• Reacting to the story in yesterday’s STAR about Vancouver-based Balikbayan Joey Albert junking the "diva" title, Ronnie Miranda (husband of Alice Dixson, also both based in Vancouver) texted to Funfare a message that should enlighten singers who use that title with abandon (and without totally understanding what it really means) and readers who must be wondering why every singer around is called a "diva." Ronnie’s message: "Diva. The etymology literally means in Latin ‘goddess’ goddess,’ feminine of ‘divus’. But the English or modern-day meaning is ‘prima donna’ which refers to a vain, conceited and temperamental person.’ Now, would any artist still want to be called ‘diva’?" (Funfare’s comment: O, di ba!?!)
• It’s definite: Dina Bonnevie’s late-morning show D!Day on GMA is good only before end of this month, to be replaced by a yet untitled one to be hosted by the De Belen sisters Janice and Gelli. Will the new show be better than the one it’s replacing? It better be good. Otherwise, it might just go the unlamented route of the GMA show on the same timeslot co-hosted by Michelle van Eimeren and Bing Loyzaga.
• Some readers took note that when Funfare "blind-itemmed" Geneva Cruz’s first pregnancy four or so years ago, Geneva announced that she was going to the States "to study." It turned out that she went into "hiding." Now, isn’t it a mere coincidence that when Funfare headlined that a singer (Geneva identified herself as "it") was reported to be pregnant, Geneva’s denial included an announcement that she was going to the States later this year to visit her family which is soon migrating there? Now, could it be true that MTV, of which Geneva’s boyfriend KC Montero is a resident veejay, is checking the veracity of the rumor – that is, if KC is the "culprit" or not – because MTV is concerned about a "morality clause" in KC’s contract with the station? Just asking.
|* * *|
This time last year, Regine Velasquez was feeling low, as if the whole world had caved in on her, all because ("Due to my stupidity," she now admits good-humoredly) her US visa was revoked after the US Embassy in Manila accused her of "human/alien smuggling." We all know the whole story, don’t we?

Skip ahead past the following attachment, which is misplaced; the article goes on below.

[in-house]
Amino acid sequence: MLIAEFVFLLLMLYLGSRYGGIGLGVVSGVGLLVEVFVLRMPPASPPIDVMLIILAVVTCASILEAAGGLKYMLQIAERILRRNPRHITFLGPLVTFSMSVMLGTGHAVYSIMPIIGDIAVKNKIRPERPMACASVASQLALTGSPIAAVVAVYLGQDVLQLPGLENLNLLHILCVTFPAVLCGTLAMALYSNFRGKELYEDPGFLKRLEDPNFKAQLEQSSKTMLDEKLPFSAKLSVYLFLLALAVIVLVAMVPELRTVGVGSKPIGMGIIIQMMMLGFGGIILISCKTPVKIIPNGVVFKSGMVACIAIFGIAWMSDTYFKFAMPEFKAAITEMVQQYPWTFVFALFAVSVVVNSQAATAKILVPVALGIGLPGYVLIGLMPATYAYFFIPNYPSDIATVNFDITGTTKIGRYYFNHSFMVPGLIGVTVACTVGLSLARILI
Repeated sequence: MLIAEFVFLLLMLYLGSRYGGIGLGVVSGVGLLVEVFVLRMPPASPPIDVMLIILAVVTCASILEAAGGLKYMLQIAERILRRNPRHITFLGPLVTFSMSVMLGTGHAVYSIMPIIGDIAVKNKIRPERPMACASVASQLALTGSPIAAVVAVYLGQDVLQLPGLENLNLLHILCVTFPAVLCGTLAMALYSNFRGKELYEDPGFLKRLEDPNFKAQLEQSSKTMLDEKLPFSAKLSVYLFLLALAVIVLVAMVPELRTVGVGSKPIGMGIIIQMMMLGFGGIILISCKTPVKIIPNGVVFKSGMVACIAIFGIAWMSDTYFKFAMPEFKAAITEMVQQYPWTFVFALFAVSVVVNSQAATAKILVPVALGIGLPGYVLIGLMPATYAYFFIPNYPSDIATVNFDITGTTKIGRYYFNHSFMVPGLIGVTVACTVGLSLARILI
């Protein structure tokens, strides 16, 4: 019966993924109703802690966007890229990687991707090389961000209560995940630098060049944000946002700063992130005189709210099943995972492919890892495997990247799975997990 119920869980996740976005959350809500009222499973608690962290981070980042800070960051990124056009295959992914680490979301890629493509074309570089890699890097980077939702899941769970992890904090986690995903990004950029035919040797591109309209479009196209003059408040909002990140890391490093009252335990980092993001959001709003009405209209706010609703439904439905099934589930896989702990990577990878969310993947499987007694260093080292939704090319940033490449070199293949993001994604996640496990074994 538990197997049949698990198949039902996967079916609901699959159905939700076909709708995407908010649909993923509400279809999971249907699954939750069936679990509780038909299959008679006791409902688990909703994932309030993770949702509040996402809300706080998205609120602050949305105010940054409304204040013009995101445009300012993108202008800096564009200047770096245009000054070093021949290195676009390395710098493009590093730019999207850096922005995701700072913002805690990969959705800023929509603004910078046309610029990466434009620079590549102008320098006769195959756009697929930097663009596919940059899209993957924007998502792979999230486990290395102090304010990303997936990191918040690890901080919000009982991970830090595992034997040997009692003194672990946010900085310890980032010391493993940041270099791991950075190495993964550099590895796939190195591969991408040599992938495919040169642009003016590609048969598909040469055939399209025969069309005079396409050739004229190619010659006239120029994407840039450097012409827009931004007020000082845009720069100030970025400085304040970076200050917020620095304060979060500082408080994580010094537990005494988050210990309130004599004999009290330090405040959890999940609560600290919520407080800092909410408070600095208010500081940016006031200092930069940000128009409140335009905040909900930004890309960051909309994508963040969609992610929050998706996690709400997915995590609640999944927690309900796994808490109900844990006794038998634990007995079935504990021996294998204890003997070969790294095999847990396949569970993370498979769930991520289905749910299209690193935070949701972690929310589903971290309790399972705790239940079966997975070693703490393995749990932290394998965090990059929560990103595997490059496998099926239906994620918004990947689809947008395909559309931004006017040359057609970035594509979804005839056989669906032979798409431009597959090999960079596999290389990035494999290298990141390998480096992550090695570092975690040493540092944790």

As a result of, uh, "my stupidity," the series of shows Regine was supposed to do in the US was called off, never mind if the producers on both coasts of the USA had already made the initial payments to Regine, the venue(s) and the other talents involved in the projects.
This time, Regine is the picture of brightness and light, eternal sunshine and happiness as she looks forward to – finally, finally! – holding concerts in the US, one scheduled on Sept. 9 at the 6,200-seater Universal Amphitheater in L.A. and the other on Sept. 15 at the historic 13,000-seater Cow Palace in San Francisco.
Joining Regine on both shows are her sister Cacai and David Pomeranz, with Millie Gurfinkel as executive producer, Jet Montelibano as director and Edith Montelibano as line producer for Creative Concepts International.
The concerts are entirely new projects not related to Regine’s aborted shows last year. Sponsors of the two concerts are Viva Video and PhilSTAR.com.
Millie Gurfinkel is the wife of lawyer and Philippine STAR columnist Michael Gurfinkel, the US immigration law specialist who worked for the reversal of the US Embassy lifetime ban on Regine and for the issuance to Regine of a new visa last May. Millie and Michael accompanied Regine and company (including Cacai and her husband, Raul Mitra) to the States last June for a two-week visit. It was then that Regine announced the preparations for her comeback performances in the US.
It’s not Regine’s first time to perform in both venues. In 1994, she did a concert at the Universal Amphitheater and, soon after, at the Cow Palace (with Janno Gibbs and Ariel Rivera).
Regine’s two shows in the US are aptly titled Flying High because that’s how she exactly feels.
|Zensho still it|
Yes, I still go to Zensho (Tomas Morato corner Roces Avenues, Quezon City) when I crave for Japanese food, like I did three nights ago. The place, owned by my friends Alan and May Acosta, is located at the ground floor of the U-shaped space in that corner which also houses a McDo outlet and a deli, with a spa now occupying the third floor where the Crazy Al pubhouse used to be.
The name Zensho means "win all" and it seems that that’s what the Acosta couple has been enjoying these past two years that their Japanese restaurant has been in existence – winning ‘em all. That is, with Japanese goodies at reasonable prices, served in generous quantities.
On the night we were there, our group tried (again!) one of Zensho’s specialties, the Sukiyaki, which is served on a specially-made Japanese paper that doesn’t burn, imported from Japan (where else!). There are dozens and dozens of other dishes to choose from, calculated to make you burp all the way home – and the day after.
Other recommended items: Tepanyaki served with miso soup, kobachi, grilled beansprout or asparagus, fried rice or steamed rice and dessert; Tempura, Age Mono, consisting of deep-fried prawns coated with light butter and served with green pepper, Japanese eggplant and Tempura dipping; and King of Sashimi/Sushi Boat served with prawns, salmon, tuna, lapu-lapu and house roll.
It’s Zensho’s second anniversary and part of the promo (good until end of the month) are discounts (15 percent on cash payments and 10 percent on credit-card payments) or free massage at the spa (for every P2,000 purchase). Or you can get a free car body wash at the Dallas Auto Service Center nearby (also owned by Alan and May) for every P500 purchase or a complete car wash for every P2,500 purchase.
(Interested? Call 929-10-69 or 414-53-67 for inquiries.)